Jalen Hurts
QB KlassRoom

QB Klassroom: Oklahoma QB Jalen Hurts, Part 2

Updated On: December 31, 2019, 12:11 pm ET
Oklahoma QB Jalen Hurts vs LSU (12/28/19)
  Left Outside Left Middle Right Middle Right Outside Total
20+ 2/3   0/1 0/2 (1 INT) 2/6 (1 INT)
16-20     1/1   1/1
11-15 0/1   2/3 1/2 3/6
6-10 1/1 1/2 1/1 0/1 3/5
1-5   2/2 3/3 1/2 6/7
0   1/1 2/3 1/1 4/5
Total 3/5 4/5 9/12 3/8 (1 INT) 19/30 (1 INT)

Situational Accuracy

Outside the Pocket: 3/7 (plus 1 throwaway)

Under Pressure: 4/9 (1 INT, plus 1 throwaway)

Red Zone: 2/4

3rd/4th Down: 7/10 (5 conversions) 

Forced Adjustments: 2

Total Throwaways: 1

Sports can be cruel. After four years of putting together one of the most storied college careers of the modern era, complete with a comeback story following a benching in the National Championship, Jalen Hurts’ college career ended in a blowout. It was one of the worst performances of Hurts’ career, and yet the real pain is that even Hurts’ best surely wouldn’t have beaten the titan that is LSU. Hurts was up against an unstoppable force and fell limp as it barreled by him and the Sooners. 

With Hurts’ college career over, it’s time that he and the rest of us focus on his draft prospects. The lasting impression Hurts leaves for his draft profile, even if unfair, is a middling performance that sheds light on some of his issues with pocket comfort, mechanics, and generally accuracy. All throughout the game, one problem seemed to lead to another for Hurts, be that his own issues piling on top of each other or his teammates’ faults being too much for him to overcome. 

While Hurts wasn’t quite as bad as the sub-50 percent completion suggests, he certainly wasn’t good. Hurts was accurate on just over 60 percent of his 30 qualifying pass attempts. Unadjusted for depth of target, somewhere around 70 percent tends to be the norm for most one-off performances, but Hurts dipped below that. Hurts had at least one head-scratching miss at every level of the field, and a handful of them in the 6-15 yard area of the field.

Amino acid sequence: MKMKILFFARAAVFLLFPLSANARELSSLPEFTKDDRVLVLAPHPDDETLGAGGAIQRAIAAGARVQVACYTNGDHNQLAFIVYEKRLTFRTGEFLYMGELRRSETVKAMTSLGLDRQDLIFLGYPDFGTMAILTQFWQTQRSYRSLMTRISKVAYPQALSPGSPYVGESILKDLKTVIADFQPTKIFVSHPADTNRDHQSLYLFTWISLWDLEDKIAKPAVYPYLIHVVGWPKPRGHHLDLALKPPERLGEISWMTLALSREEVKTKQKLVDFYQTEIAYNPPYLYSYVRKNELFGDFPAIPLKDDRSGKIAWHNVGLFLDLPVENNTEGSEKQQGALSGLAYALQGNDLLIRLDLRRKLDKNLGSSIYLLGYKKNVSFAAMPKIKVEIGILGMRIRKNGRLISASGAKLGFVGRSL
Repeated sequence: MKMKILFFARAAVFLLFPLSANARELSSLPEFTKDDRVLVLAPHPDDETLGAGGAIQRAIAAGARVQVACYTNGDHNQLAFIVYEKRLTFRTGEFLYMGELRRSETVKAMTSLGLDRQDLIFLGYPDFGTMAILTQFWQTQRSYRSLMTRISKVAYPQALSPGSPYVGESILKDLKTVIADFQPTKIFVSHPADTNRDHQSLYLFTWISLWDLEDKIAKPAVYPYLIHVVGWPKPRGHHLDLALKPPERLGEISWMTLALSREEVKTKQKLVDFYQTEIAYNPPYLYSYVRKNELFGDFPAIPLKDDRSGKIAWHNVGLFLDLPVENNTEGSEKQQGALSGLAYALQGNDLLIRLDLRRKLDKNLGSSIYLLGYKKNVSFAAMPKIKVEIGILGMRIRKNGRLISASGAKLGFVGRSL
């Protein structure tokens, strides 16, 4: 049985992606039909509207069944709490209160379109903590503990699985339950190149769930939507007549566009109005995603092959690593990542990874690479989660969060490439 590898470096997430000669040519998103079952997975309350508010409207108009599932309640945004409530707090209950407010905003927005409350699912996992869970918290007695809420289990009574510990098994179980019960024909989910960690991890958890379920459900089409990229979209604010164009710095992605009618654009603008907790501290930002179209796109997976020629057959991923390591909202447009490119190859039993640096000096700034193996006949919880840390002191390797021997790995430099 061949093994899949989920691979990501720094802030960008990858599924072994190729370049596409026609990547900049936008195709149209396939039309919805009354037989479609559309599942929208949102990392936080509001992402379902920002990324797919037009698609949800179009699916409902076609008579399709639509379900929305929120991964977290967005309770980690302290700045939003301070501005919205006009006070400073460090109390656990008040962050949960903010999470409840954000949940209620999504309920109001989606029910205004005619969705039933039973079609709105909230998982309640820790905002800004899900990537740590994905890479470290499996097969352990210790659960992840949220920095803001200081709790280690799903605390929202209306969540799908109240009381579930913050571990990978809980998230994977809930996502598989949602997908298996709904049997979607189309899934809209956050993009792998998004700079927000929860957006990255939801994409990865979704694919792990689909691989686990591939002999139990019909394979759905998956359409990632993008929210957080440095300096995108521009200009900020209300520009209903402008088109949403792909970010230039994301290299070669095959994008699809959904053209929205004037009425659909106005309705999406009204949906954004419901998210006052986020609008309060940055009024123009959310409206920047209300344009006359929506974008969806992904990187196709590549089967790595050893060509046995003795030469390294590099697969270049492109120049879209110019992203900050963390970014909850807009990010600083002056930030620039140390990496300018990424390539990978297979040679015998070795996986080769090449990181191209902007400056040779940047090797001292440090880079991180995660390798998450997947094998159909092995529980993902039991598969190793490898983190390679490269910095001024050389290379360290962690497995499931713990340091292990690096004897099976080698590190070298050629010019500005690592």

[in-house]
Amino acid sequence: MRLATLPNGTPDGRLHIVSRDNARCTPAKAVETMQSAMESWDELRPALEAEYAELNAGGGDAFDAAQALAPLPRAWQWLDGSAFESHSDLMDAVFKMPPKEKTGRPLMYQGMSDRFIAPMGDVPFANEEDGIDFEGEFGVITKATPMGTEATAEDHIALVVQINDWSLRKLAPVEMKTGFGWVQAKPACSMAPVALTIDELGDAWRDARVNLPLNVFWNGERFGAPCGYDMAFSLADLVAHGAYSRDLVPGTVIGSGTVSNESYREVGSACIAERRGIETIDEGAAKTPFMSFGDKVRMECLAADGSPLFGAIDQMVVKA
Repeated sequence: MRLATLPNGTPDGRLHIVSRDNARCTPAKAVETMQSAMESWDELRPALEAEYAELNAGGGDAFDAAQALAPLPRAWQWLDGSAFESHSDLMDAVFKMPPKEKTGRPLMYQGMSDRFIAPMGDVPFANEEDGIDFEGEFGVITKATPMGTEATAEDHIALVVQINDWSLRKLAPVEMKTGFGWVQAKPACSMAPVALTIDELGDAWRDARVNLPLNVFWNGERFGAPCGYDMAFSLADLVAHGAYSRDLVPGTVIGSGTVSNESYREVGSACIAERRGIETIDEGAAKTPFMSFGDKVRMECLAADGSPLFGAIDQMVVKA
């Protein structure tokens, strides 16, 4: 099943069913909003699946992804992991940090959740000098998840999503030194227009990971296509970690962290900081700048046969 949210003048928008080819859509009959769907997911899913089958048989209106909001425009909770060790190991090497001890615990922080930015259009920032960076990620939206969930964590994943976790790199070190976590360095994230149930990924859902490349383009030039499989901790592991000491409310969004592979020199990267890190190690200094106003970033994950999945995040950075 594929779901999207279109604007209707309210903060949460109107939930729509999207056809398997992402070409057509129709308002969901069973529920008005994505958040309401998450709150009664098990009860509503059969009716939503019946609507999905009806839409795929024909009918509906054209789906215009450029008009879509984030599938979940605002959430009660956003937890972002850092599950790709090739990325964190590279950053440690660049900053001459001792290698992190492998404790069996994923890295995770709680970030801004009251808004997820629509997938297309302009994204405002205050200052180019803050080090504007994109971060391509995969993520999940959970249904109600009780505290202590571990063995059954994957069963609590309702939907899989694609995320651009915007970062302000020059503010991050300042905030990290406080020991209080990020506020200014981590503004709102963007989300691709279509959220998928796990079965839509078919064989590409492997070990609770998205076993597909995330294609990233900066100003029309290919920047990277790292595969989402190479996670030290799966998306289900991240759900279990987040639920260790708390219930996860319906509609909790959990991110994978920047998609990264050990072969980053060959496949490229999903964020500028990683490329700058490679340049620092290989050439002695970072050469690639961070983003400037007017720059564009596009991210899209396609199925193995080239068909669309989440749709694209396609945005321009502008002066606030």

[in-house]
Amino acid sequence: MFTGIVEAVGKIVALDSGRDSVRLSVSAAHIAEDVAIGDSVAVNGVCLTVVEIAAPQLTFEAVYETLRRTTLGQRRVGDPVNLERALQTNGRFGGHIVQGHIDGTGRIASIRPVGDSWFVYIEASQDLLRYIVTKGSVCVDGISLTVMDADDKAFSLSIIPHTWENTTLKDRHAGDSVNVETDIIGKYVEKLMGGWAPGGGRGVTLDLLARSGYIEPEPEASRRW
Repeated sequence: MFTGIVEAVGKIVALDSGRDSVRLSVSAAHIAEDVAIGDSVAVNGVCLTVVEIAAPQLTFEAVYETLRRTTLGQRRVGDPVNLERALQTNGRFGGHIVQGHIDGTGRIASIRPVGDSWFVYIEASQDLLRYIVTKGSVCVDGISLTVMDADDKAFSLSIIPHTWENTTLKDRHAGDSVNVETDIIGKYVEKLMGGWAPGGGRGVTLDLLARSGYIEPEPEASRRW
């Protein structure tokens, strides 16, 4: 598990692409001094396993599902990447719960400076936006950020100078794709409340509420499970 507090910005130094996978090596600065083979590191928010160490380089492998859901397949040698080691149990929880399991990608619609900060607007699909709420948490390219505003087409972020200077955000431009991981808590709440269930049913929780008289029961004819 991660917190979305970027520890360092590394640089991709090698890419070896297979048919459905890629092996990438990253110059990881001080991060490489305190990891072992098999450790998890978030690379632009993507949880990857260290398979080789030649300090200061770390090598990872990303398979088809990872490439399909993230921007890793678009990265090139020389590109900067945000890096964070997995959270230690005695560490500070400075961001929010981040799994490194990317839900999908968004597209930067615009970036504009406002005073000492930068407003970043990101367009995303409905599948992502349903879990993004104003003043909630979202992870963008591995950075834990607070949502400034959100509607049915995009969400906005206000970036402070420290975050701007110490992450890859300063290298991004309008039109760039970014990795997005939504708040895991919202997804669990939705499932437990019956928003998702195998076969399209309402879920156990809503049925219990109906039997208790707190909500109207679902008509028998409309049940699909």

Perhaps this play encapsulates Hurts’ and Oklahoma’s day better than any other. To the bottom of the screen, WR CeeDee Lamb runs a slant and breaks wide open as soon as he snaps his route inside. Given there is no safety or linebacker over the middle anywhere near Lamb, this is the dream look for any quarterback. At the same time, however, Oklahoma’s left guard sort of loses track of himself and drifts back into Hurts, limiting the passer’s ability to step up anywhere. Hurts doesn’t really have enough time to move or adjust at this point because the ball needs to be out instantly. While this isn’t detrimental, necessarily, it does make Hurts’ job a bit tougher, especially since he doesn’t have the most flexible mechanics as is. In turn, Hurts ends up throwing with a bit of a whipping motion that pushes the ball out unnaturally without following it through. The wonky release leads to a pass that is just wide of Lamb’s outstretched arms and jeopardized a scoring drive. 

After a few more plays, including a penalty on LSU’s defense, Oklahoma eventually punched in the touchdown. Hurts was bailed out for his misfire, but it’s hard to watch that miss fly by Lamb’s hands and not feel uneasy about Hurts’ ability to consistently place passes where they need to be. In general, Hurts can mask some of his inaccuracies by regularly getting to the correct early read on time and throwing on rhythm, but plays like this crop up just a bit too often to feel 100 percent certain that he can be a rock behind center. 

Hurts and the Sooners experienced a similar misfire later in the game, this time with the quarterback being more at fault than anyone else. Hurts’ semi-blind pocket awareness and inflexible mechanics got the best of him on what should have been a wide-open throw to Lamb.

It’s tough to say for certain without the All-22, but it looks like LSU have a “Dagger” concept from the trips side with a mesh combination underneath. Throughout Hurts’ initial process, he is looking to the vertical route first. Hurts realizes the deep safety (presumably) over the top around the left hash has not budged and will not be giving up the vertical shot for free here. The next move, naturally, is to move onto the ‘dig’ route over the middle to Lamb. With the mesh combination underneath drawing down the linebackers and the vertical route forcing the safeties to fall back, the intermediate area is wide open for a dart to Lamb. In transitioning to Lamb, however, Hurts doesn’t properly account for his surroundings and gradually slides up into his center. When it comes time to throw, Hurts doesn’t have very much room to follow through because of where his drifting in the pocket took him. Once again, Hurts isn’t able to adjust his throwing slot at the last second and ends up completely missing Lamb.